Less a traditional theatrical format and more a tribute to some of the greatest talents in American music history, Tappin’ Thru Life reminded me of a multi-mode art installation, the likes of which are rarely seen on stage anywhere. Although I was born and raised in the era of disco and big hair bands, to see a performance that so richly entertained based purely on the bare talents of a nine-piece jazz orchestra playing standards, two sets of tap dancing brothers, and a 70-year old legendary performer without any pyrotechnics, technological enhancement, or schmaltzy glitz was a rare gift.

Although less well-known, perhaps, than his younger brother Gregory (who died of liver cancer in 2003), Maurice Hines is still a performing force not to be trifled with. Continue reading

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We Love Arts: Love in Afghanistan

Love in Afghanistan

Khris Davis and Melis Aker in Love in Afghanistan at Arena Stage. Photo credit: Teresa Wood.

It could have been the perfect modern-day Cinderella story—rich and handsome boy meets oppressed but beautiful girl, the attraction is immediate, they fall in love, and despite the multiple barriers that ensue, he eventually rescues her from her oppressive situation, they get married and live happily ever after in his world of fame and fortune, never to look back on her former life of injustices. Real life and love, of course, are much more complicated, and thankfully, the lovers’ relationship in Arena Stage’s production of Love in Afghanistan reflects life and love’s complexities. It doesn’t fall prey to the fairy tale ending.

Playwright Charles Randolph-Wright’s modern tale of love in war-torn Afghanistan is the story of Duke (played by Khris Davis), a young, successful American hip-hop artist performing for the US troops at the military base in Kabul, whose language interpreter, Roya (Melis Aker), is a beautiful and smart Afghan woman who, when she’s not utilizing her skills as a polyglot for the US military, is secretly helping run an underground rescue organization for women. Intrigued and impressed by the other person, an immediate and intimate friendship between Duke and Roya develops. Although the transition from friendship to love is predictable, the relationship between the two characters is not. Theirs is a love complicated by the intricacies of two separate cultures that, in many ways, are not compatible with one another. He is from the ‘land of the free and home of the brave’ where playing the proverbial hero on the white horse rescuing the damsel in distress is considered noble and romantic, while she is from a land where, although fear permeates every facet of life and bomb explosions are regular occurrences, women do not want to be rescued by men but, rather, are rescuing themselves from the oppression of a male-dominated society. Continue reading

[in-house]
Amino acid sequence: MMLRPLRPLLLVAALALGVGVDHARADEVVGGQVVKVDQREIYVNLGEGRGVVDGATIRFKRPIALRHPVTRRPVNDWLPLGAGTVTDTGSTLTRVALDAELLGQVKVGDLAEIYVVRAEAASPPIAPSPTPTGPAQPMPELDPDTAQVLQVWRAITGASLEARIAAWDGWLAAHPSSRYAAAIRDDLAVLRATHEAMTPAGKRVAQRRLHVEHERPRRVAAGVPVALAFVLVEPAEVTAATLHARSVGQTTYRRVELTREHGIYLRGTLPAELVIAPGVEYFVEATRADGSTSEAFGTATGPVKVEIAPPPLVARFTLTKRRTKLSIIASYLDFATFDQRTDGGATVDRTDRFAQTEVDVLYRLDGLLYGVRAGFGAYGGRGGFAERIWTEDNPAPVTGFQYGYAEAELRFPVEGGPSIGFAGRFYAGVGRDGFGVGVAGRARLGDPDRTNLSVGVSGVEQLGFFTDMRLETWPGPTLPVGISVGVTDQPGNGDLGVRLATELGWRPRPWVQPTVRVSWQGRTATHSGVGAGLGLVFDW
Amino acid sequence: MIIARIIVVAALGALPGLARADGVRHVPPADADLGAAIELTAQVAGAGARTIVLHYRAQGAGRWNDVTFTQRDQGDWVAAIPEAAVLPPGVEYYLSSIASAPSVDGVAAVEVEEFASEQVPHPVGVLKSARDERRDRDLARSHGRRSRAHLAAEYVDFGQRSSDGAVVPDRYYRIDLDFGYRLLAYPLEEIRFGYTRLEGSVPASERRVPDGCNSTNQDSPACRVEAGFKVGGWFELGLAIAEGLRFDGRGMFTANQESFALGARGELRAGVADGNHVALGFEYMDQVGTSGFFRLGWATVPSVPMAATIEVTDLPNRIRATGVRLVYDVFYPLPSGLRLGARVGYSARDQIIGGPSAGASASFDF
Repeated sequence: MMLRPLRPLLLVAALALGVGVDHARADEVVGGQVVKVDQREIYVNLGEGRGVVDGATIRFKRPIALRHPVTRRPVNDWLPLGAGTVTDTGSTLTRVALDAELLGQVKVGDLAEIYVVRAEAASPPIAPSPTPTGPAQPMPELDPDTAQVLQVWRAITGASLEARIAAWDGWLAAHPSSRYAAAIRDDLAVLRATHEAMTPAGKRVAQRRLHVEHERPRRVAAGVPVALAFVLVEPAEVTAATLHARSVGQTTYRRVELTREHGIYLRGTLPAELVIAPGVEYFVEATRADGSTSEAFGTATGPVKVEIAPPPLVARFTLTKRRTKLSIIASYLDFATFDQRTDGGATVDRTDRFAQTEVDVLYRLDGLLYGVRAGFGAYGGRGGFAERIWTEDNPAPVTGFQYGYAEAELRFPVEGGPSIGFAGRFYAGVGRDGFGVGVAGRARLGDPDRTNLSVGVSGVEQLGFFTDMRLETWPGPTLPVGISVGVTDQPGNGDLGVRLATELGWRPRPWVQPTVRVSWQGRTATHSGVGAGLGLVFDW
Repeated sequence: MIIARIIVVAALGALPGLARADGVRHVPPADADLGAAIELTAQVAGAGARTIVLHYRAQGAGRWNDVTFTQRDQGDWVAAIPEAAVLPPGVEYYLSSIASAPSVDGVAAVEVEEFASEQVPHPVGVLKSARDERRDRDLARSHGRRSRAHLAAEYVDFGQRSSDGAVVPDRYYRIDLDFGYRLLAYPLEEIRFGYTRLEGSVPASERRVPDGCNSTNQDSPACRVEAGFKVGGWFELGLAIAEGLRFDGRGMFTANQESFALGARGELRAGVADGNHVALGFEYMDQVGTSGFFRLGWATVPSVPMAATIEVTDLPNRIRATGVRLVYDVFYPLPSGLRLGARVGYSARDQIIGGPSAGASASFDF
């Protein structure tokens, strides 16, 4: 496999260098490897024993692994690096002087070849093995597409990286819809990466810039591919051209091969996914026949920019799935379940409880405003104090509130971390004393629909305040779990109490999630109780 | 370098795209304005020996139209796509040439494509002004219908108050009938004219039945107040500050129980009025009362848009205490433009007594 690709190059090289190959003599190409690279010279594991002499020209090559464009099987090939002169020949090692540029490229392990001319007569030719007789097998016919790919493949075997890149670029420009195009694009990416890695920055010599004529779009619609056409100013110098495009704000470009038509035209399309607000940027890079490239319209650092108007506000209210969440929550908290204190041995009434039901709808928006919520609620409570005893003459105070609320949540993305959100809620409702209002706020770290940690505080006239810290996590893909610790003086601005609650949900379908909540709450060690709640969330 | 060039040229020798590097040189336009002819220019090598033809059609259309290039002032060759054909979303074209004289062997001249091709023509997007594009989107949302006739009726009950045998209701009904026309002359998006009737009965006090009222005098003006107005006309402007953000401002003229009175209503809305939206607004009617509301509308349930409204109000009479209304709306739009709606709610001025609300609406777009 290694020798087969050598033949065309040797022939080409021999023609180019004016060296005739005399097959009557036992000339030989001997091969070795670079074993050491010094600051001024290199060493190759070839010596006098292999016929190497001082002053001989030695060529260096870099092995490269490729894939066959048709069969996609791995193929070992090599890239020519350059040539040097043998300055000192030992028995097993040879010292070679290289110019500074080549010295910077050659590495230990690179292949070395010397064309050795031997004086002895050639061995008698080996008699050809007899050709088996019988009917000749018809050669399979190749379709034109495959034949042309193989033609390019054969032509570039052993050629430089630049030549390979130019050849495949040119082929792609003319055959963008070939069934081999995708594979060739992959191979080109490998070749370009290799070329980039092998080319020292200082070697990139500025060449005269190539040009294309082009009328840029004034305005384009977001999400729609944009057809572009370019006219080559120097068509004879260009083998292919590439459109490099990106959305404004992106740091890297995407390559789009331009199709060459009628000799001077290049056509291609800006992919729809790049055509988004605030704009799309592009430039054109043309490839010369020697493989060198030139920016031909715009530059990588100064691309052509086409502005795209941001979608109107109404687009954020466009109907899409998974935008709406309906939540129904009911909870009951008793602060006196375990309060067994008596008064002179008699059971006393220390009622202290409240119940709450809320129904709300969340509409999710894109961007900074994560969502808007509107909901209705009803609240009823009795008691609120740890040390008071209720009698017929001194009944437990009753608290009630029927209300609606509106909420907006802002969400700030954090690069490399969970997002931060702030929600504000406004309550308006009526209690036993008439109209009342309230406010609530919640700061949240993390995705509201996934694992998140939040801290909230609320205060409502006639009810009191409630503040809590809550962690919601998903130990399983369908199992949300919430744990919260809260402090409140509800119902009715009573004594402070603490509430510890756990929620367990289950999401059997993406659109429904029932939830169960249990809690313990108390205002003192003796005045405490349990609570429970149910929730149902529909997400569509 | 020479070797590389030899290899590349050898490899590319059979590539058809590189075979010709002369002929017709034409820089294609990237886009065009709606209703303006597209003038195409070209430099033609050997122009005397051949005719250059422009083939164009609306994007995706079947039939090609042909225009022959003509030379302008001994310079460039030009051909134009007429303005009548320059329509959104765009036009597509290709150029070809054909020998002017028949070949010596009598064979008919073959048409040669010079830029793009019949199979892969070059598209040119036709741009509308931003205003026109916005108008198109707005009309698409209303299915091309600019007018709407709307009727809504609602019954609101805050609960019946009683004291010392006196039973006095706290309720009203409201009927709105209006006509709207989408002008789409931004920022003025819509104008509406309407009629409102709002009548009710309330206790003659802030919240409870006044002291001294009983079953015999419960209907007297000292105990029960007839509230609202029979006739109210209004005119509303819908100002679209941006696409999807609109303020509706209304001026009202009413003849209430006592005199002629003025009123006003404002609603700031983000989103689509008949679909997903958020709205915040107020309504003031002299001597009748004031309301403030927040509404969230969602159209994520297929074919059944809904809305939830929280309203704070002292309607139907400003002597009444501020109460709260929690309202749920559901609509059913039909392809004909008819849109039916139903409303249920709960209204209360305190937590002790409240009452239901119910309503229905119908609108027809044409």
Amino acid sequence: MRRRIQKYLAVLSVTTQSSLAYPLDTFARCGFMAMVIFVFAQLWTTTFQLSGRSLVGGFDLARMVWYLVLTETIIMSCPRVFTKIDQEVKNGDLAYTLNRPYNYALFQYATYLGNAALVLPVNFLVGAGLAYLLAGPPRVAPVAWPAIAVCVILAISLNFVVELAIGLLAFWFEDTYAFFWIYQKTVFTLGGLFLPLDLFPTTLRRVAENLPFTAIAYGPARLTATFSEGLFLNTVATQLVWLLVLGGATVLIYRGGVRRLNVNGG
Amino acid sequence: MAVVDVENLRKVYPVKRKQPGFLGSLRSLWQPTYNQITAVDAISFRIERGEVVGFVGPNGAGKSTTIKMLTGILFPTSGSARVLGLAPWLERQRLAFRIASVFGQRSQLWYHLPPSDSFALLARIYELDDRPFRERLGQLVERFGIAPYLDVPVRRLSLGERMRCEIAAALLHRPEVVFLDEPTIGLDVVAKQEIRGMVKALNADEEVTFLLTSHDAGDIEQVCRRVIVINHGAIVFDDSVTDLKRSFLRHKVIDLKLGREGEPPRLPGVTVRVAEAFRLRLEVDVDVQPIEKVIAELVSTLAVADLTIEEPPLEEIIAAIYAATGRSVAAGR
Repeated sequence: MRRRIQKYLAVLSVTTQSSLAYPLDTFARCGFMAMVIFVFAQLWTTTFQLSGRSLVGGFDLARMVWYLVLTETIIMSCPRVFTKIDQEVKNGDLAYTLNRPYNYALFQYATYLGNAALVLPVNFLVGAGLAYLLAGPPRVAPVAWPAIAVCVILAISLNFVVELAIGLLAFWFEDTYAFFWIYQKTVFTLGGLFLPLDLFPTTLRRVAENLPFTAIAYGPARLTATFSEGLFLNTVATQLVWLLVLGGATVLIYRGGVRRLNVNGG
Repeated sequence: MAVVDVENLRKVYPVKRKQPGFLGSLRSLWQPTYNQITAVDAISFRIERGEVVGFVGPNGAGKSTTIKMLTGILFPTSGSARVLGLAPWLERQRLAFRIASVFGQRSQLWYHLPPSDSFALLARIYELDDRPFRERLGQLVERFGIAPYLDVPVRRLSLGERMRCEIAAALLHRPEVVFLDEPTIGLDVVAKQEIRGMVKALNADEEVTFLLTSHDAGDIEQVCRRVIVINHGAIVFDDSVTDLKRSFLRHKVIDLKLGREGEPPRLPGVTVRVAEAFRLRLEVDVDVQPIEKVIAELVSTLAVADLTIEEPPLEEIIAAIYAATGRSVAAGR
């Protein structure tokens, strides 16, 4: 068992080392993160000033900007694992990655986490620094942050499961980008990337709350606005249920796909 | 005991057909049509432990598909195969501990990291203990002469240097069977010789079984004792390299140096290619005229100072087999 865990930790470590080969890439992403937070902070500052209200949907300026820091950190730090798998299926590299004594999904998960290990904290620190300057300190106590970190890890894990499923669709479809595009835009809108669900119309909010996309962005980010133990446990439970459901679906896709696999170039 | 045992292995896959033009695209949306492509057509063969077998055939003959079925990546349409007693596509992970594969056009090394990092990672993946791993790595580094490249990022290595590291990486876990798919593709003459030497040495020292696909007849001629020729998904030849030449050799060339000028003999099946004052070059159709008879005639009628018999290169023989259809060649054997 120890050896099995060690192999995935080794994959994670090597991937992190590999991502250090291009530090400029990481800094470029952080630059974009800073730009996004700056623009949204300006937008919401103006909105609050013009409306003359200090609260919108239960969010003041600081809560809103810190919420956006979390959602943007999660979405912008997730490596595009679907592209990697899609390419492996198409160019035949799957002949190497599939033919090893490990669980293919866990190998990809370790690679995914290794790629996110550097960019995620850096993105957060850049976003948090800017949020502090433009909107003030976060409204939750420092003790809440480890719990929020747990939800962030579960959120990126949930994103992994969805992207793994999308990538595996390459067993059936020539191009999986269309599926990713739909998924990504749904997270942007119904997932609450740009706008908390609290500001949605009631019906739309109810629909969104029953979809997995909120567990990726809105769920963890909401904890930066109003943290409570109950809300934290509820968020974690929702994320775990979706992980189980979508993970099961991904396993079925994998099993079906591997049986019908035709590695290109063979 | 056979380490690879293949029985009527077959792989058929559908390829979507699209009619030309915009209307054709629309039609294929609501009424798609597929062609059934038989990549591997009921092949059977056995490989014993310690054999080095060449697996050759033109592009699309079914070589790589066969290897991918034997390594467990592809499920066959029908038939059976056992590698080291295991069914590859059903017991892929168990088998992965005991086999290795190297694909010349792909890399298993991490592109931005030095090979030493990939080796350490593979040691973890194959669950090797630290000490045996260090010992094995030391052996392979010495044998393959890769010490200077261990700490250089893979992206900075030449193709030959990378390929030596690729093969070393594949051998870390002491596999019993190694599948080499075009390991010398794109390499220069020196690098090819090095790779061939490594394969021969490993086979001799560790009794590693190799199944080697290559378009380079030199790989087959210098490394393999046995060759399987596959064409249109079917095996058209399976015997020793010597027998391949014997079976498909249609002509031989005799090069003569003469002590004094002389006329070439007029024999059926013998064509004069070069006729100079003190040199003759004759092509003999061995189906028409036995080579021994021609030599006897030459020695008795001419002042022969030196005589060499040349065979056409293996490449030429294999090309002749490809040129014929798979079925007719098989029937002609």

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We Love Arts: Other Desert Cities

Other Desert Cities
Photo: Scott Suchman

Jon Robin Baitz’s Other Desert Cities, Arena Stage’s season-ending production, focuses on the fictional Wyeth family. A family with an all too familiar Hollywood story.

Patriarch Lyman (Larry Bryggman) is a golden-era actor who followed in the footsteps of his friend Ronald Reagan and went into politics. Under the Reagan administration Lyman was appointed U.S. Ambassador and later became GOP chair. Matriarch Polly (Helen Carey) earned her fame writing TV shows and books with her sister Silda (Martha Hackett). Their kids Brooke (Emily Donahoe) and Trip (Scott Drummond) did pretty well too: Brooke is an acclaimed author and Trip is a successful reality television producer. A successful Hollywood couple with successful Hollywood children.

But also like celebrity families, they had their share of tragedies alongside their accomplishments. Silda was an alcoholic and Brooke was deeply depressed. The eldest Wyeth child Henry committed suicide after running away from his family and was implicated in a bombing that killed a war veteran. The Wyeth family story sounds all too familiar in American celebrity culture: great success intertwined with scandal and tragedy.

Baitz’s gripping drama takes us beyond the tabloid type and paparazzi photos and shows us conflict more real and raw than anything you’d see on those reality shows on E! or VH1.

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We Love Arts: WLDC 2012-2013 Theater Review